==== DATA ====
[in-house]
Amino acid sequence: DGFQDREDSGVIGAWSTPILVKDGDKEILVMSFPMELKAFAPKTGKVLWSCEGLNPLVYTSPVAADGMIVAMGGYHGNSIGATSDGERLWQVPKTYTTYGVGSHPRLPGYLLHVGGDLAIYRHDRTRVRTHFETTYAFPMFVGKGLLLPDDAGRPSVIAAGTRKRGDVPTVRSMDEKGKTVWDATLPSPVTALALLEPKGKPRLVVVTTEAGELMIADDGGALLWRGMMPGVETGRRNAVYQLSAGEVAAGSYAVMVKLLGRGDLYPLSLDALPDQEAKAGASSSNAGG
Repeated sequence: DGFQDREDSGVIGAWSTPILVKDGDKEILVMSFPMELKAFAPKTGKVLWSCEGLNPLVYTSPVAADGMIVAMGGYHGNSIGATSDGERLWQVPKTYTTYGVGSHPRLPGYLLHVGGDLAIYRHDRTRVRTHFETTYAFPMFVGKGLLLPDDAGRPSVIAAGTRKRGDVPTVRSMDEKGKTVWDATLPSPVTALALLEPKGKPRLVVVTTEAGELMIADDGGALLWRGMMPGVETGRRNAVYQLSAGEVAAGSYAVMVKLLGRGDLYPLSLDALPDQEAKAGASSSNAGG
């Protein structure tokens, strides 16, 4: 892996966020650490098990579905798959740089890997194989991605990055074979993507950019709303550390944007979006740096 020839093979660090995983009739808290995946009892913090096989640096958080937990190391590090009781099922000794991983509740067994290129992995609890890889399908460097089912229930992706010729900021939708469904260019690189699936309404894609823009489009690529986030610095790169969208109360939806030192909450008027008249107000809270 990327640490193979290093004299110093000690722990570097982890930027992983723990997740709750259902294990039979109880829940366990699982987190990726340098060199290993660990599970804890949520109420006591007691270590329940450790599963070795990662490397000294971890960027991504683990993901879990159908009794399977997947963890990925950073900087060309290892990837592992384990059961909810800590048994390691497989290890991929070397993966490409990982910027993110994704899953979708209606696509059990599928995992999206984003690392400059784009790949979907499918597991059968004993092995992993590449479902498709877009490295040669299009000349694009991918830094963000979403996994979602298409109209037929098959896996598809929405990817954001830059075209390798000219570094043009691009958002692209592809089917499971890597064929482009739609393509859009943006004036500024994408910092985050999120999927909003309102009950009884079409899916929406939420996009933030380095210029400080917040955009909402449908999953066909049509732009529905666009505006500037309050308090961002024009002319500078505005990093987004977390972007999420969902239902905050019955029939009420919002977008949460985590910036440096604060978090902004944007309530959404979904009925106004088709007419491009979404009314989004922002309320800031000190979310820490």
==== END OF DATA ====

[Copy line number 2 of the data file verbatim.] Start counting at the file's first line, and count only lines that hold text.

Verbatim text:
Amino acid sequence: DGFQDREDSGVIGAWSTPILVKDGDKEILVMSFPMELKAFAPKTGKVLWSCEGLNPLVYTSPVAADGMIVAMGGYHGNSIGATSDGERLWQVPKTYTTYGVGSHPRLPGYLLHVGGDLAIYRHDRTRVRTHFETTYAFPMFVGKGLLLPDDAGRPSVIAAGTRKRGDVPTVRSMDEKGKTVWDATLPSPVTALALLEPKGKPRLVVVTTEAGELMIADDGGALLWRGMMPGVETGRRNAVYQLSAGEVAAGSYAVMVKLLGRGDLYPLSLDALPDQEAKAGASSSNAGG